hip hop: there's a message in the music


a few years ago I posted that hip hop needed a PR rep. I was encouraging someone to take on that role. seems no one heard my cry for hip hop. so, I decided to be the change.

what does that mean? periodically, I will share the messages in today's hip hop to show that it's not all bad. there is a message in the music.

lesson 1: lil boosie and rick ross

let's start with lil boosie's latest project: "show the world." check out the making making of “show the world." here’s a link to the lyrics, as I often have to read them to fully understand the messages in the songs.

as you watch the video and listen to the song, please pay attention to a few things:

  • boosie says he loves being something that I think society would be surprised about. what is that? what stereotype is he contradicting?
  • during his verse, Webbie says something about teachers. at the end of the video he gives the formula for success in life to kids. while his verse may seem to contradict what he says in the video, I think what it shows is that education – traditional, classroom education - really is important to black boys, but they treat it like everything else in their lives (as they have been socialized to do). If they have a bad experience - just one - it's a wrap; forget it.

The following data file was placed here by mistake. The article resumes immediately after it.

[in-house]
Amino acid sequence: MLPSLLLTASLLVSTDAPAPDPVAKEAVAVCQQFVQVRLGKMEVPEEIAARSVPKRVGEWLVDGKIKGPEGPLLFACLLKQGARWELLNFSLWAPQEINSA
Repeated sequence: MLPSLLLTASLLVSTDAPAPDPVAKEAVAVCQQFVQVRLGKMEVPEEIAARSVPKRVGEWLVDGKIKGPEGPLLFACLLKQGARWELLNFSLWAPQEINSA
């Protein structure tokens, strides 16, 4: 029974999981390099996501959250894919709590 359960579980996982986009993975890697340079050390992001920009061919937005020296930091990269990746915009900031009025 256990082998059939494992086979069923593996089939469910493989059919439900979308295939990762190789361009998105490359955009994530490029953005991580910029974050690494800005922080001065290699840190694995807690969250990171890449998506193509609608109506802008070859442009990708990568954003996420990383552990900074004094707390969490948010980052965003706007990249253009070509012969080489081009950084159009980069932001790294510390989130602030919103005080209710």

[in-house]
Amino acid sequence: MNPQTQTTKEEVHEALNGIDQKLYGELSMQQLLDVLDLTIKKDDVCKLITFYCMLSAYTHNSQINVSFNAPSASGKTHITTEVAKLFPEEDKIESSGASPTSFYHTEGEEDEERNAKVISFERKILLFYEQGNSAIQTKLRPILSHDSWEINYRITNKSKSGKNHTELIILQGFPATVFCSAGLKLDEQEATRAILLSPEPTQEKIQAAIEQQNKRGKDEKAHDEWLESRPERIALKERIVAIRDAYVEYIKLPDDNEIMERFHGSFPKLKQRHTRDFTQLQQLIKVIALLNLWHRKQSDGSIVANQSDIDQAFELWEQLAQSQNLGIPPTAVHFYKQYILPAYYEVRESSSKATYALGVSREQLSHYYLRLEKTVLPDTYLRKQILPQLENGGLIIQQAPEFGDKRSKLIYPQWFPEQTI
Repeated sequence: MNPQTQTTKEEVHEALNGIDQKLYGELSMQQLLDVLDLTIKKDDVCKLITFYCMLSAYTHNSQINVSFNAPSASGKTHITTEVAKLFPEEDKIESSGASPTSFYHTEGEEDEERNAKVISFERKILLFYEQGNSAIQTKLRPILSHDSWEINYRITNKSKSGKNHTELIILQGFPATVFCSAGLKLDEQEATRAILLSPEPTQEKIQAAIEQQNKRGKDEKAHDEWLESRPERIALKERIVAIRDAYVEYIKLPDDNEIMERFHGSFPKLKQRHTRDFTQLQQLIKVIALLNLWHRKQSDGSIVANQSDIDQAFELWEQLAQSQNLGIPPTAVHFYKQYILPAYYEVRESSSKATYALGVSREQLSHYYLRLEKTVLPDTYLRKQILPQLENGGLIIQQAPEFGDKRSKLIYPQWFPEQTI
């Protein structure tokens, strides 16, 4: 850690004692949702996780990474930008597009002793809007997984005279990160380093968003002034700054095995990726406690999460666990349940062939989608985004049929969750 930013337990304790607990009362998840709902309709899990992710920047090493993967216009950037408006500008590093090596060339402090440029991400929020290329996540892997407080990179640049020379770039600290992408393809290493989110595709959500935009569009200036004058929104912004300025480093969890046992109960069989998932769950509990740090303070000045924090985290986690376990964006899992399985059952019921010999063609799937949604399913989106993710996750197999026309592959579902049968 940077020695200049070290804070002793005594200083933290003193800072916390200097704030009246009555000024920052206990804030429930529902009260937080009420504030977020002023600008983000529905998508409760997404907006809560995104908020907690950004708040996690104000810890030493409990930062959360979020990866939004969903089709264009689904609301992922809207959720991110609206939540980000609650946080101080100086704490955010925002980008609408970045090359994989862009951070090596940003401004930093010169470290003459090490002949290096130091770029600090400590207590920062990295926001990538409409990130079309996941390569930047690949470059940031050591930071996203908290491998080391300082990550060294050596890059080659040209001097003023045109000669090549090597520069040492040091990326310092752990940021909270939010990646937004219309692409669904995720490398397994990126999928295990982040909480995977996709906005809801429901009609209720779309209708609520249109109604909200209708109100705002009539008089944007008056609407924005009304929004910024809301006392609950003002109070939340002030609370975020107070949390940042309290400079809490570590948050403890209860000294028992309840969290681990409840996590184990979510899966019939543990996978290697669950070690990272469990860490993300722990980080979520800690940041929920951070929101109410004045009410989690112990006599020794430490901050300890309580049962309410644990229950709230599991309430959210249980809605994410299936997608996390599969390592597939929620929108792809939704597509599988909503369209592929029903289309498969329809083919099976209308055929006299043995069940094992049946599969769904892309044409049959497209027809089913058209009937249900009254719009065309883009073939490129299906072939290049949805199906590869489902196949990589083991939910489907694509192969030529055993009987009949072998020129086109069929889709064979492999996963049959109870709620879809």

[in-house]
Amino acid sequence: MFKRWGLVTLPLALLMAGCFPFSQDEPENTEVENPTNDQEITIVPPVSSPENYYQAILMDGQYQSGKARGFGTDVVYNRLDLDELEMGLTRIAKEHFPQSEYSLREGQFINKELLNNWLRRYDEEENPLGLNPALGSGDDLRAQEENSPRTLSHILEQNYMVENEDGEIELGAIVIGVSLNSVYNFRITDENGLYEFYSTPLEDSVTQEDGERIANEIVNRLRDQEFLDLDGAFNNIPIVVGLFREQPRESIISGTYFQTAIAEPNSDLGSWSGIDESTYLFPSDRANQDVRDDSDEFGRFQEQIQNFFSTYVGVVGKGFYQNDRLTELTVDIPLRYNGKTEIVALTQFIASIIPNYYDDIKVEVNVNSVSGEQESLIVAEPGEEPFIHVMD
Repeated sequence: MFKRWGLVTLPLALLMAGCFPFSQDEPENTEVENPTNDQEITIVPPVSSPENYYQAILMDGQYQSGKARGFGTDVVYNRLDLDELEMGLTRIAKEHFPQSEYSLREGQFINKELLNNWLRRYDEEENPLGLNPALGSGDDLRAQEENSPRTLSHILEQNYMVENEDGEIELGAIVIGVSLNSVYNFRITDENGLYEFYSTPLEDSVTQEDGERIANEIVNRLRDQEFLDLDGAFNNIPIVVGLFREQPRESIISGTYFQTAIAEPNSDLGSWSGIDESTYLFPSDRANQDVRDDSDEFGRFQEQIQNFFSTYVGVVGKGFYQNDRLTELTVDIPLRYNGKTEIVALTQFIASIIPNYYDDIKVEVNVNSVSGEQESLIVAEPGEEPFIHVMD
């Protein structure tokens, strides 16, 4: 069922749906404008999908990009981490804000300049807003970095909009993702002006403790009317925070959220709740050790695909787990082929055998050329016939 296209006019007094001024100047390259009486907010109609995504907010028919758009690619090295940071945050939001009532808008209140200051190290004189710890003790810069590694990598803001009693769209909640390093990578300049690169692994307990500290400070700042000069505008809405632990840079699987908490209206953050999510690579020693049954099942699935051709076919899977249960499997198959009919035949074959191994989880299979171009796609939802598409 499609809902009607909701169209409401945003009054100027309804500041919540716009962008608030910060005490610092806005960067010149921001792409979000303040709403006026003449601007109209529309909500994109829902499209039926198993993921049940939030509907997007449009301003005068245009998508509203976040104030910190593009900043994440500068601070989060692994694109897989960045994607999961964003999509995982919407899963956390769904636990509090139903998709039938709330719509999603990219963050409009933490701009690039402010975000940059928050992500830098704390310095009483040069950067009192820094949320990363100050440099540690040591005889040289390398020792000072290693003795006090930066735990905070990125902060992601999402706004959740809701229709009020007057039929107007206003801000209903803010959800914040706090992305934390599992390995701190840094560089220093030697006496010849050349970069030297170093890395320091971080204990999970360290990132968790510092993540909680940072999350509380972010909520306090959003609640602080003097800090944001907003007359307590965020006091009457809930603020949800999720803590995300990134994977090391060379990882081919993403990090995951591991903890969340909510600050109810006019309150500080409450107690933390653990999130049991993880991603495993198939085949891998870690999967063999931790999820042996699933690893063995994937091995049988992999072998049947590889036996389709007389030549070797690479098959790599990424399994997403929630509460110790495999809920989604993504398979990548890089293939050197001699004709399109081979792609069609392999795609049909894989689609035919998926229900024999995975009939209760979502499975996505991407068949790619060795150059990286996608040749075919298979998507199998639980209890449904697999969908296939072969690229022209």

the other song I wanted to introduce to you all is “thug cry” by rick ross featuring lil’ wayne. It is off his recently released sixth project "mastermind.”

it is a sort of a look inside the mind of a self-proclaimed thug. it shows a softer side.

listen to the song.

check out the song lyrics.

my favorite part, the part that resonates the loudest for me, is at the end when he says, “sometimes I ask myself, do thugs cry?”

why we should care: hip hop isn't going anywhere. it turned 40 last year and it continues to grow and reach new audiences and people. it's a part of American culture. it's an important part of black culture. our kids care about it and the people who make up hip hop. this was a huge thing for the younger generation. you hear in the song “show the world” that the hood loves boosie like jeezy (an Atlanta-based rapper with a huge following). these are our kids heroes. we should know what they are talking about so we can use them – when appropriate – and be able to have a conversation about life, school, etc. using something that is relevant to them and their world. more importantly, these men have #juice with a critical audience. we need them to help create change.

#ugotthejuice #juicecrü

related: drake's "worst behavior" inspires a 21st century social justice movement